Let’s explore how these inflationary forces can negatively impact your portfolio and discuss the need for inflation protection to achieve long-term investment success.

1. Short Term: Inflation Shocks & Surprises — "Spikeflation" 

Short-term inflation shocks, also known as “spikeflation,” refer to sudden and unexpected increases in inflation that catch investors and economies off guard. These spikes can create uncertainty, financial market volatility and economic dislocation. Catalysts include supply chain disruptions, geopolitical events or other unforeseen factors. These sudden increases may also trigger a sharp drop in financial asset values as investors adjust their expectations.

Spikeflation refers to a sudden and unexpected increase in inflation that catches investors and economies off guard.”

“Spikeflation” can also negatively impact economic activity, disrupting consumer and business activity and investment, typically compelling policymakers and government to intervene. Interventions may include raising interest rates in an effort to tame inflation, which can cause further economic dislocation.

Including inflation-sensitive assets in a portfolio may serve as a hedge against future “spikeflation.” A diversified approach is prudent, as the responsiveness and effectiveness of inflation hedges will vary across time periods.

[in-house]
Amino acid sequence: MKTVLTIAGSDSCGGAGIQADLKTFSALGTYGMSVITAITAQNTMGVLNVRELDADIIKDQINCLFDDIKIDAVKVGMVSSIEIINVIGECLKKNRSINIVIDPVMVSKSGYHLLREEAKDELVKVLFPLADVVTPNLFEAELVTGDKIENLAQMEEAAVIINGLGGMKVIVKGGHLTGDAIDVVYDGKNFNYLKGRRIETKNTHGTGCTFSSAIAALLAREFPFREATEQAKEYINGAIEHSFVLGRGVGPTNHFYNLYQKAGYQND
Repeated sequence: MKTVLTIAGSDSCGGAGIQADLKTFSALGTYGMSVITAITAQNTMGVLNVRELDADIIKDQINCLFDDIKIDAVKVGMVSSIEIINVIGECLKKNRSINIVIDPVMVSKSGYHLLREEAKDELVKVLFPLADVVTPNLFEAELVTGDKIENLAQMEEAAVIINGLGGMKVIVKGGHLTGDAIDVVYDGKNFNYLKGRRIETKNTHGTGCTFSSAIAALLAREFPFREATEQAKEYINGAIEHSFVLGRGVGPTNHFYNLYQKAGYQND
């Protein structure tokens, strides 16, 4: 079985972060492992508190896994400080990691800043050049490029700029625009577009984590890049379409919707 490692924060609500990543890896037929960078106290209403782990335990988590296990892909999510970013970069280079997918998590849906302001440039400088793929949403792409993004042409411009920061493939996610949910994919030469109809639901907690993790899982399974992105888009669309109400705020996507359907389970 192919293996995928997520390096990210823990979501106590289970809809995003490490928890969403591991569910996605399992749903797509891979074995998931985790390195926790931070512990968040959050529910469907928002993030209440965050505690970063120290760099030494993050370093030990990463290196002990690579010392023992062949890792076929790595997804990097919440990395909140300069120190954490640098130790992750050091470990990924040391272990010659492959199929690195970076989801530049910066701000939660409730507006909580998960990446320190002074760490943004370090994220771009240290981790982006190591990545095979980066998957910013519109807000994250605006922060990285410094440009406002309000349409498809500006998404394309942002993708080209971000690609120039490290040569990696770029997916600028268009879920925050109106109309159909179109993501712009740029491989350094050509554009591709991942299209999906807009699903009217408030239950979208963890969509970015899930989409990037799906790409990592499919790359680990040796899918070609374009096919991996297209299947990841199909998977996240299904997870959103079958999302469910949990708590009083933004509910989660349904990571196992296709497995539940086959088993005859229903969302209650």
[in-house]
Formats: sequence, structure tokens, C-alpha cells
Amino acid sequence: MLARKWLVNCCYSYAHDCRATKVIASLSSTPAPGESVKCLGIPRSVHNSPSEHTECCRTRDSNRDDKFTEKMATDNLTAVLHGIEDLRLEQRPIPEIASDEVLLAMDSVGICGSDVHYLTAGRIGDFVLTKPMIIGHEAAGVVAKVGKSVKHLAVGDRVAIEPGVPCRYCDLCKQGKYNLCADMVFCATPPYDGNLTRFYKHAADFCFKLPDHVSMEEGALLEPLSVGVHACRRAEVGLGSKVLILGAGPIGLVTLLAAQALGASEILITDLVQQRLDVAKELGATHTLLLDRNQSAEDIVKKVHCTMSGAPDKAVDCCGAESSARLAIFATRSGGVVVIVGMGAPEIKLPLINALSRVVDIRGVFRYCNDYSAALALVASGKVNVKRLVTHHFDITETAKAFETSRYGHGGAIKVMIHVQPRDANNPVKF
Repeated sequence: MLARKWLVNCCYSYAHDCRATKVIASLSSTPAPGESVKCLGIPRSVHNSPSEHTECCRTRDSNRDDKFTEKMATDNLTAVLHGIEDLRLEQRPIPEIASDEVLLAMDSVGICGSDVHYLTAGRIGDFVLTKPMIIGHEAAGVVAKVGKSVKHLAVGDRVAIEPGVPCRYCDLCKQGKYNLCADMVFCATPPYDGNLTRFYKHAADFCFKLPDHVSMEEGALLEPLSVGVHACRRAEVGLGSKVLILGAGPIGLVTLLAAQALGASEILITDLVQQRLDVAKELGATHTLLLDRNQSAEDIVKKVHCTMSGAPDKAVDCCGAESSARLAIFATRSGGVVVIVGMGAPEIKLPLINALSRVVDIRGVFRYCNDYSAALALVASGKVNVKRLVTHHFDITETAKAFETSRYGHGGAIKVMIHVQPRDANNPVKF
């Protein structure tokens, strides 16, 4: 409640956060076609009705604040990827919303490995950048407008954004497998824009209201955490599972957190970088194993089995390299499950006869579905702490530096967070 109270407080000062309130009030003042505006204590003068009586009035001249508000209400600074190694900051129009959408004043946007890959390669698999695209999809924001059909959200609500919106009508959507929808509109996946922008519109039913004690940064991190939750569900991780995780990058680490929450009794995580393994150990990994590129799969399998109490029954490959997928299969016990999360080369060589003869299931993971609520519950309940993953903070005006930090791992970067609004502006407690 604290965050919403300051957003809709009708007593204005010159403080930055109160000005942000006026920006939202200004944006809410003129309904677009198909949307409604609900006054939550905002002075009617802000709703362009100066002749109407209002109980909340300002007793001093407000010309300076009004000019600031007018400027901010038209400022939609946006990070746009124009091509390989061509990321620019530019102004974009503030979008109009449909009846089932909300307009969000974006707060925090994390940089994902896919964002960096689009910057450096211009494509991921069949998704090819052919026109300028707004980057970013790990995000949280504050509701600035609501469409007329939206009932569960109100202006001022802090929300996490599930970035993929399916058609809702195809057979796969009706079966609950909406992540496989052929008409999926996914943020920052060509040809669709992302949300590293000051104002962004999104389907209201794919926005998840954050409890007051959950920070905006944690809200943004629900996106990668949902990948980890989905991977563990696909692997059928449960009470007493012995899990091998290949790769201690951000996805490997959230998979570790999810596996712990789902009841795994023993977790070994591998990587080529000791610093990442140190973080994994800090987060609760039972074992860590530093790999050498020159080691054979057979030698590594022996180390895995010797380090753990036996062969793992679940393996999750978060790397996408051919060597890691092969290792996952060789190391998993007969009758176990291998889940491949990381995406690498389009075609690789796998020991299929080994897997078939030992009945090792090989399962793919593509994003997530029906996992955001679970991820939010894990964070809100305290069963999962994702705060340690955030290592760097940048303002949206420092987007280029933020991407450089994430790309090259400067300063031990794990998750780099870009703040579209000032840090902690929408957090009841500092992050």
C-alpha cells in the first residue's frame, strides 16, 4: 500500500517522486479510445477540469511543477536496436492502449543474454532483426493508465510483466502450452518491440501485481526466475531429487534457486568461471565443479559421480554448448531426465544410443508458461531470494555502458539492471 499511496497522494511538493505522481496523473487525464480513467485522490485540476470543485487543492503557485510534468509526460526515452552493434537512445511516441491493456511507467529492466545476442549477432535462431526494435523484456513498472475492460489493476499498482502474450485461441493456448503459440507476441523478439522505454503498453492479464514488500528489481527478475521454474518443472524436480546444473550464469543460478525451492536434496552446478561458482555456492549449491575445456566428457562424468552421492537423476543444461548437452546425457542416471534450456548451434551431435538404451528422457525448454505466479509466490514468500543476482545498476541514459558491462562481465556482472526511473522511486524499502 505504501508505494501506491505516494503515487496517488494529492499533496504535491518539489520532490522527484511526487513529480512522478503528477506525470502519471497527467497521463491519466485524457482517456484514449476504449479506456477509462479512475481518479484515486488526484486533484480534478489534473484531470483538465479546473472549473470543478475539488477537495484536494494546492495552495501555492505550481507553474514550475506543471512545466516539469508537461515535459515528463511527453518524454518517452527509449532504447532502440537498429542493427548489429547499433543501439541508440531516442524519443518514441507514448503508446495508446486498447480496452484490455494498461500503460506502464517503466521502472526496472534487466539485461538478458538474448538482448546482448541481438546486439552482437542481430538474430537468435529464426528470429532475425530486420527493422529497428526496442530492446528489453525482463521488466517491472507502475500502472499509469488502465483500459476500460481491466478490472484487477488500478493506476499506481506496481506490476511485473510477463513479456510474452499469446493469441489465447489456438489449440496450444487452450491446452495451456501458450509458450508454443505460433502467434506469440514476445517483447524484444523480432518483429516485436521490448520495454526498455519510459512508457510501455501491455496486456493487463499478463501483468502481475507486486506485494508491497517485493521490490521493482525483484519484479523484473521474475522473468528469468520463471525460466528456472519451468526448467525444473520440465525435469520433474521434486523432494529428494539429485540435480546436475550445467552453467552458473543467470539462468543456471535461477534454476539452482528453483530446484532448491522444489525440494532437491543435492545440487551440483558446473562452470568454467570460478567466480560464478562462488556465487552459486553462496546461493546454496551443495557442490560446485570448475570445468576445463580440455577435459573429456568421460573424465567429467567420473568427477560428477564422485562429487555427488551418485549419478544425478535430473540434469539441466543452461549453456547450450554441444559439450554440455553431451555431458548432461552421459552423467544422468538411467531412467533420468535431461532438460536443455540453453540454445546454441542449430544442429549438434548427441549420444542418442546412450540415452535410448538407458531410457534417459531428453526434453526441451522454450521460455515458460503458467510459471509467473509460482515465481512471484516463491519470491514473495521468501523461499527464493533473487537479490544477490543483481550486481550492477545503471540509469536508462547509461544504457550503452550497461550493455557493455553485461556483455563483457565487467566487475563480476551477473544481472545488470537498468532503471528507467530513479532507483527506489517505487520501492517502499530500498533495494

“Spikeflation” and Financial Market Declines

Over the past 50 years, the U.S. witnessed a number of inflation spikes3 despite a downtrend in inflation from 1982 to 2020. Financial market declines accompanied many of these spikes.

2022: Post-COVID

In 2022, the U.S. witnessed a peak inflation rate of 9.2%, the highest level in over 40 years. The inflation spike was driven by pandemic-related dynamics, from supply chain disruptions to fiscal and monetary stimulus by governments worldwide to stop a COVID-driven recession—the result: a double-digit decline for stocks and bonds.

2022 Post-COVID

Source: US Inflation Calculator, Forbes.com, Creative Planning/Bilello Blog

2008: Oil Price Skyrockets 

In 2008, the CPI rose above 5% for two months due to skyrocketing gas prices. The price of a barrel of oil doubled from $70 to over $145 compared to a year earlier. This inflation spike may have contributed to the equity market decline of the Great Financial Crisis. The ensuing recession reversed the energy price rise.

2008 Oil Price Skyrockets

Source: US Inflation Calculator, Forbes.com, New York Times

1980 to 1982: The Battle Against the Great Inflation